3. Keep temperature hot…but not too hot:

Heating up your extruder temperature allows filament to flow more easily through your nozzle. The downside of this is it can cause oozing and stringy, uneven prints. Every printer and type of filament will require slight adjustments in temperature settings for the best print.  Makezine’s flexible filament guide includes a great chart with recommended temperatures for different flexible filaments, which can be seen below.


flexible filament temps * Flex EcoPLA is now FlexiFil™


4. Adjust retraction settings: 

Retraction can relieve the pressure from the hot end and keep filament from being pushed through the nozzle when the extruder isn’t printing. You can adjust your retraction settings depending on the problem you are experiencing. If your extruder is clogged, you will want to lower your retraction. Some have had success with flexible filaments at retraction of zero. You want to find the minimum amount of retraction necessary to reduce the extra stringiness in your print.  If you are experiencing extra material coming out of your nozzle, you will want to increase your retraction distance or speed.


5. Adjust hot bed temperature & use tape:

Hairspray is great to keep hair in one place for those sweet 80’s hair styles.  It is not necessarily the best solution for keeping your filament on the print bed (though sometimes it works for that too!).  Flexible filament should stick quite well to Kapton tape or regular blue painters tape.  For your hot bed, temperature settings may vary depending on what type of printer and filament you are using. Most companies recommend between 40-50C but for the best results we recommend referring to the filament guide for the product you are using.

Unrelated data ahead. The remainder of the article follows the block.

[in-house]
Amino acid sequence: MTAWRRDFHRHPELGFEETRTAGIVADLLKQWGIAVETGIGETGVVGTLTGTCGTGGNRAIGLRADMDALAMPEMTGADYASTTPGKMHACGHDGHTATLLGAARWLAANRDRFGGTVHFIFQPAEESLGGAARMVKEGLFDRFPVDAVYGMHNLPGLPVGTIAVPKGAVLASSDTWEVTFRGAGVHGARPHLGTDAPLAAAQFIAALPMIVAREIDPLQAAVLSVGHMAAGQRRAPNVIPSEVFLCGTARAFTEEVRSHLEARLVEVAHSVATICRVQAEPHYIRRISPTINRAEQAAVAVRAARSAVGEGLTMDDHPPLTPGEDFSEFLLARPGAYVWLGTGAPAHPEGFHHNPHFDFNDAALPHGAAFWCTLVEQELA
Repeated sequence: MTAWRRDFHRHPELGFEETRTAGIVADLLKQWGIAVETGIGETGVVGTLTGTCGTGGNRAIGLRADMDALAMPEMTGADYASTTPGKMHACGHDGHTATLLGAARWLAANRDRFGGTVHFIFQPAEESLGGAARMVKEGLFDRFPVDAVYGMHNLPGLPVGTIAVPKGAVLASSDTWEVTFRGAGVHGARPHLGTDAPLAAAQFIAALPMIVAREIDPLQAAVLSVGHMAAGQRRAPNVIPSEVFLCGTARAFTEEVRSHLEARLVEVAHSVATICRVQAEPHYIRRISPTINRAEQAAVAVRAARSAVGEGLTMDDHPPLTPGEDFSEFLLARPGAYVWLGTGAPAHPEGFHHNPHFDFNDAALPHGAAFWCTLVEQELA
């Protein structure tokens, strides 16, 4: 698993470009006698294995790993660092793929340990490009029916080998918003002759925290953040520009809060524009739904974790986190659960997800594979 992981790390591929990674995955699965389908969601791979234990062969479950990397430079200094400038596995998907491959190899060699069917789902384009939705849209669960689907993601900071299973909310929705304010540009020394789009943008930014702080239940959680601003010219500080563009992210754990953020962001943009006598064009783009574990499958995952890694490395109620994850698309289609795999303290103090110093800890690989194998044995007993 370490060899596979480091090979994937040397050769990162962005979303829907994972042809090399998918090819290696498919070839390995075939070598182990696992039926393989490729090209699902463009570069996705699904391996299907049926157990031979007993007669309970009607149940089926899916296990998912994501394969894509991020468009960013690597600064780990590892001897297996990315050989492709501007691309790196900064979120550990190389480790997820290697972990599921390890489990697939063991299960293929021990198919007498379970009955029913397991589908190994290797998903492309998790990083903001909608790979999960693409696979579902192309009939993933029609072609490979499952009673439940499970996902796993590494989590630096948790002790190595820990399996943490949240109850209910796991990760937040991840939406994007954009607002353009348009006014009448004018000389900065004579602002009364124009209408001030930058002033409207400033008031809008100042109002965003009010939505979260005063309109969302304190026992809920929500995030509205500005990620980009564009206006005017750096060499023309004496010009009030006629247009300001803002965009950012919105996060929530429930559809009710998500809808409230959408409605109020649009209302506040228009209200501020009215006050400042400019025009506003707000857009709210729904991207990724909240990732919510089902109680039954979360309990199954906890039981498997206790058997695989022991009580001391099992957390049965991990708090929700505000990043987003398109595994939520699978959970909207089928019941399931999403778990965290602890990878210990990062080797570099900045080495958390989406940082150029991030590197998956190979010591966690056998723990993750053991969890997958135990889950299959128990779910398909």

flexible filament hairspray


In addition to flexible filament,  you might want to try some other materials for your next project. We’ve got you covered with our exotic filament guide by 3DSupplyGuys, which describes the different properties of these filaments and what they are best used for. Check it out! 





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  • Bruce Newell

    I have 3 CubeX printers and have tried NinjaFlex and the the printer will not push the filament thru nozzle. Is there a stiffer flexable filament that may feed thru the nozzle on the CubeX printers?

  • Hi Bruce! Thanks for your question. There are some filaments that are semi-flexible and therefore a little easier to feed through while keeping some of their flex. Ninjaflex makes a semi-flexible material called semiflex and polymaker makes one called polyflex. Let us know if you do try one of these and if it worked better for you!

  • rossbagley

    If the issue is that the filament jams inside the extruder just after the drive gear, one option is to add a little wedge of material that supports the filament from the roller+drive gear to the usual extruder exit hole. You do need to attach it securely, the difficulty of which varies from extruder to extruder.

    Sometimes easier to print a new extruder body with the extra filament support printed in.

  • Chris Halliday

    Form Futura has the Porolay series of filaments with the LayFomm and GelLay. These filaments are ridged when printed. After soaking in water, they become rubber like and may be what you are after. I am unsure if they are compatible with your printer though, but have a look at see if its something you can work with.